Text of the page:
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  • Indonesia’s government has established a new Investment Ministry, as the president initiates another cabinet reshuffle.
  • The new ministry is the result of upgrading the bureaucratic status of the Investment Coordinating Board (BKPM) — a government agency mandated to boost domestic and foreign investments — into a fully-fledged government ministry.
  • The government has targeted a total investment realization of 900 trillion rupiah (US$62.2 billion) for 2021.

On April 28, 2021, Indonesia’s government established a new Ministry of Investment to enhance the ease of doing business in the country. In addition, the Ministry of Education and Culture has now merged with the Ministry of Research and Technology, to form the Ministry of Education, Culture, Research, and Technology.

The move is the second cabinet reshuffle in four months, the first of which occurred in December 2020, where six ministers were replaced, including the Minister of Health, retired General Terawan Agus Putranto, Minister of Trade Agus Suparmanto, Marine Affairs, and Fisheries Minister Edhy Prabowo, and the Minister of Social Affairs, Juliari Batubara.

The Ministry of Investment is the result of upgrading the bureaucratic status of the Investment Coordinating Board (Badan Koordinasi Penanaman Modal – BKPM) — a government agency mandated to boost domestic and foreign direct investments (FDI) — into a fully-fledged government ministry. Chairman of the BKPM, Bahlil Lahadalia, will assume the new role of Minister of Investment.

Since his appointment as Chairman of the BKPM, Lahadalia has managed to increase total investment realization (FDI and domestic diaspora investments (DDI)) in 2020 — despite the pandemic — to 826 trillion rupiah (US$57.16 billion), from 817 trillion rupiah (US$65.54 billion) in 2019.  The government has targeted a total investment realization of 900 trillion rupiah (US$62.2 billion) for 2021.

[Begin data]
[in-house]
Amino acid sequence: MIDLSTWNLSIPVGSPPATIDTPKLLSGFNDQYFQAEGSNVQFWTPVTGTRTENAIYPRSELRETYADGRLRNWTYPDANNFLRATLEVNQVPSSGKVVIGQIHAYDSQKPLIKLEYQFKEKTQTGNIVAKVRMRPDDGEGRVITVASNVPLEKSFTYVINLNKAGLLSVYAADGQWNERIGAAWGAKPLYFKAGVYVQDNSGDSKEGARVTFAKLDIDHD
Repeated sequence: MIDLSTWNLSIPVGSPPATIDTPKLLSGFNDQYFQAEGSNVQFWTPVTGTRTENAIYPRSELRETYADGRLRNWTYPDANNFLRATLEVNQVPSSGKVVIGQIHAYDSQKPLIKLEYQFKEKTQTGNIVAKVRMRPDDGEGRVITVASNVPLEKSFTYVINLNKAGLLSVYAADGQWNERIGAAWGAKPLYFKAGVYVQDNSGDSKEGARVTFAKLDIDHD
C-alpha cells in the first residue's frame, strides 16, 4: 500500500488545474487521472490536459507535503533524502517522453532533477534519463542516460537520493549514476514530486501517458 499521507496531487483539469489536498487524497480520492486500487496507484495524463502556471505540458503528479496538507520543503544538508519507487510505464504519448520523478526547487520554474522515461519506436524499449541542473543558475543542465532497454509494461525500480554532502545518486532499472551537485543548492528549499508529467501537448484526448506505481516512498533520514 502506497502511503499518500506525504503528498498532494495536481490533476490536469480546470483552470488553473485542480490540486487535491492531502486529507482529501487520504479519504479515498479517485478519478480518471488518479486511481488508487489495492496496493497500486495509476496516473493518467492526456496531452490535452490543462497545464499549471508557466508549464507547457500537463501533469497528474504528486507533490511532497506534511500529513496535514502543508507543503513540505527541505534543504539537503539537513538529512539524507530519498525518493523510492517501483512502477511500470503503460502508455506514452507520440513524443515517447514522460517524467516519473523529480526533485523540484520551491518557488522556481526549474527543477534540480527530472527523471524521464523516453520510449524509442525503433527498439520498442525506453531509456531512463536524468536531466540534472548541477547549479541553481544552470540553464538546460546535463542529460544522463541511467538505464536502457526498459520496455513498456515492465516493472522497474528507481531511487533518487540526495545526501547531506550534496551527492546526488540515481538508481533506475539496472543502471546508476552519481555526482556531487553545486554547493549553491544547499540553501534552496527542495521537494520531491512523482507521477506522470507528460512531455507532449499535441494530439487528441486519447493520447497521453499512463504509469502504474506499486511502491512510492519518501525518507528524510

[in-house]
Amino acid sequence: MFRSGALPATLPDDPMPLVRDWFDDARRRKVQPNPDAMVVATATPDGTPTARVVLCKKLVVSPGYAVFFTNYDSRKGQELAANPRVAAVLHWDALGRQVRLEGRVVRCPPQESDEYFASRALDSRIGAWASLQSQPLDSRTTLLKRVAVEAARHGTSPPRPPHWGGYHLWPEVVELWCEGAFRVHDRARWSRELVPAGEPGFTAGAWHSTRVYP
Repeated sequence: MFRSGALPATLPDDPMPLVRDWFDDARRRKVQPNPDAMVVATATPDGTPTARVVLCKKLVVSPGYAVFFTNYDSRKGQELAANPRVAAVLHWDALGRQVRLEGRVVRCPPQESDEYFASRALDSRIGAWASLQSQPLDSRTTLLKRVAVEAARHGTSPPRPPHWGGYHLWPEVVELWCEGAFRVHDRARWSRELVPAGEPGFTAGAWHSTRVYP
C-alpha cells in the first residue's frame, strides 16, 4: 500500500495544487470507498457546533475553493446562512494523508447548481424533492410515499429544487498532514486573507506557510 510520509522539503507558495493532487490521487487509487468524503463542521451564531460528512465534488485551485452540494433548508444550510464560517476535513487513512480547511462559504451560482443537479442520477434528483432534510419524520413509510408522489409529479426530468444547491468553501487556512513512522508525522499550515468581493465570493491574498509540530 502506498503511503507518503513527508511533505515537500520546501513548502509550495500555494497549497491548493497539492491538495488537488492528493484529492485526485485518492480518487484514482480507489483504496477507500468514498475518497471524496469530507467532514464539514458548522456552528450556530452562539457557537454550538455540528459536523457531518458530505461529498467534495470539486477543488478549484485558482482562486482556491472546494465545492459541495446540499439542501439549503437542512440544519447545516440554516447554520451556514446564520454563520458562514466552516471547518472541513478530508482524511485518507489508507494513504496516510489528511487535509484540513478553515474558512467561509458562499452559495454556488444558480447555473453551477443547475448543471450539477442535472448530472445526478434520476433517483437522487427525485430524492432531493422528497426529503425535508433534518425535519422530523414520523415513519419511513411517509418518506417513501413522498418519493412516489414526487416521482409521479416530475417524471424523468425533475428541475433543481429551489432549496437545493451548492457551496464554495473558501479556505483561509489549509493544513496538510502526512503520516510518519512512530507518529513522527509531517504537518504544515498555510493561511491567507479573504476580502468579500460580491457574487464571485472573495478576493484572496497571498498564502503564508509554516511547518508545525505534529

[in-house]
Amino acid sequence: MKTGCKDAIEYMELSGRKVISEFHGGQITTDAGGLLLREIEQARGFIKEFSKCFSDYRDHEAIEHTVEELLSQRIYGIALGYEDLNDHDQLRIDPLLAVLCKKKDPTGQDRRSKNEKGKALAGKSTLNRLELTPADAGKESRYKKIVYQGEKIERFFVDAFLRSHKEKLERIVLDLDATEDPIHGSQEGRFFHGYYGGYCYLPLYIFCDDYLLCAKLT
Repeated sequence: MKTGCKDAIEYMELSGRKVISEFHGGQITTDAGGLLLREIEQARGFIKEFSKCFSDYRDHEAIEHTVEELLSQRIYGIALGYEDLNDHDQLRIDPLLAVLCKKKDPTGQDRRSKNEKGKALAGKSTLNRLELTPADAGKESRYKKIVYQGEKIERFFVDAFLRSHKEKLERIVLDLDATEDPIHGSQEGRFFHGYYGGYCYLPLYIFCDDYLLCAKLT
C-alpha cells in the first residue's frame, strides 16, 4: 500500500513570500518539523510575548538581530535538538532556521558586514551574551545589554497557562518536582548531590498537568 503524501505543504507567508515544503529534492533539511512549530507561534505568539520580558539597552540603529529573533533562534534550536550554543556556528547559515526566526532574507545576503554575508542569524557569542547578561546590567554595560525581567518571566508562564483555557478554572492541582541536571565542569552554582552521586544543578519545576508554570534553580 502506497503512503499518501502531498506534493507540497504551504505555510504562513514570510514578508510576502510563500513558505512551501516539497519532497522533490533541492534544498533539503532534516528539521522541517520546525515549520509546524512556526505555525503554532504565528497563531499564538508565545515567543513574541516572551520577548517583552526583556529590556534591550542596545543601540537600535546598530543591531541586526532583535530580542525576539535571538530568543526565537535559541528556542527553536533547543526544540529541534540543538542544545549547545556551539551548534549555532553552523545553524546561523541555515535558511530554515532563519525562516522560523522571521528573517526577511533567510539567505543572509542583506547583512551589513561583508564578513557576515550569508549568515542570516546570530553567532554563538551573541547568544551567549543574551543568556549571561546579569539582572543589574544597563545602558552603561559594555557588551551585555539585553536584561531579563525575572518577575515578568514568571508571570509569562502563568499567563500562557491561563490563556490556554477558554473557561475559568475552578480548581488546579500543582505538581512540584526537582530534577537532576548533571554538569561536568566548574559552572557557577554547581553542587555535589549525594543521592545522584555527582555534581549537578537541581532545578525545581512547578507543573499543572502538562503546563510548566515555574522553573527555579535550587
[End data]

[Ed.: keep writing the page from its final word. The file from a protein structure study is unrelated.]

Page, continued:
Investment realization for Q1 on the uprise

Total investment realization for Q1 of 2021 has seen an uptick compared to the same period in 2020. Between January and March, Indonesia saw a total investment realization of 219.7 trillion rupiah (US$15.20 billion), an increase of 4.3 percent, or 210.7 trillion (US$14.58 billion). This is already 25 percent of the government’s 2021 investment target.

Data from the BKPM showed that FDI and DDI investments outside the island of Java increased by 11.7 percent compared to Q12020 and that manufacturing dominated Indonesia’s total investment realization, namely in the metal, metal-based goods, non-machinery and equipment category, food manufacturing, as well as automobile manufacturing. Further, investments in housing, industrial estates, and office buildings contributed to 29.4 trillion rupiah (US$2 billion).

Singapore continued to be the number one source of FDI for this period with US$2.6 billion in investments for 3,634 projects. China came second with just over US$1 billion. Surprisingly, Switzerland for the first time came in fifth with close to US$ 500 million in investments for 118 projects. According to the BKPM, Q1 investments have created more than 300,000 new jobs.

FDI-Investment-Realization-Q1,2021

DDI-Investment-Realization-Q1,-2021

Top-5-Sources-for-FDI-Q1,-2021

Indonesia’s business reforms continue

The new ministry is part of the government’s ongoing business reforms to lure investments into the country and create jobs. The ministry will become a key point in connecting and synergizing both domestic and foreign investments through a single door.

Supporting the government is the newly issued Omnibus Law and its implementing regulations. The Omnibus Law has already made drastic changes to fixed-term employment contracts, outsourcing, hours of work, and the termination of employment procedures, in addition to implementing a risk-based business licensing system.

The latter issues business permits based on the assessment of ‘business risk level’ determined by the scale of hazards a business can potentially create.  This is set to impact 16 business sectors in the country.

Moreover, the government has started to liberalize more sectors to foreign investment through the issuance of the Positive Investment List (another implementing regulation). The general principle under the positive investment list is that a business sector is open to 100 percent foreign investment unless it is subjected to a specific type of limitation. The regulation presents one of the greatest liberalizations in foreign ownership limitations in Indonesia since the negative investment list was first introduced in the 1980s.

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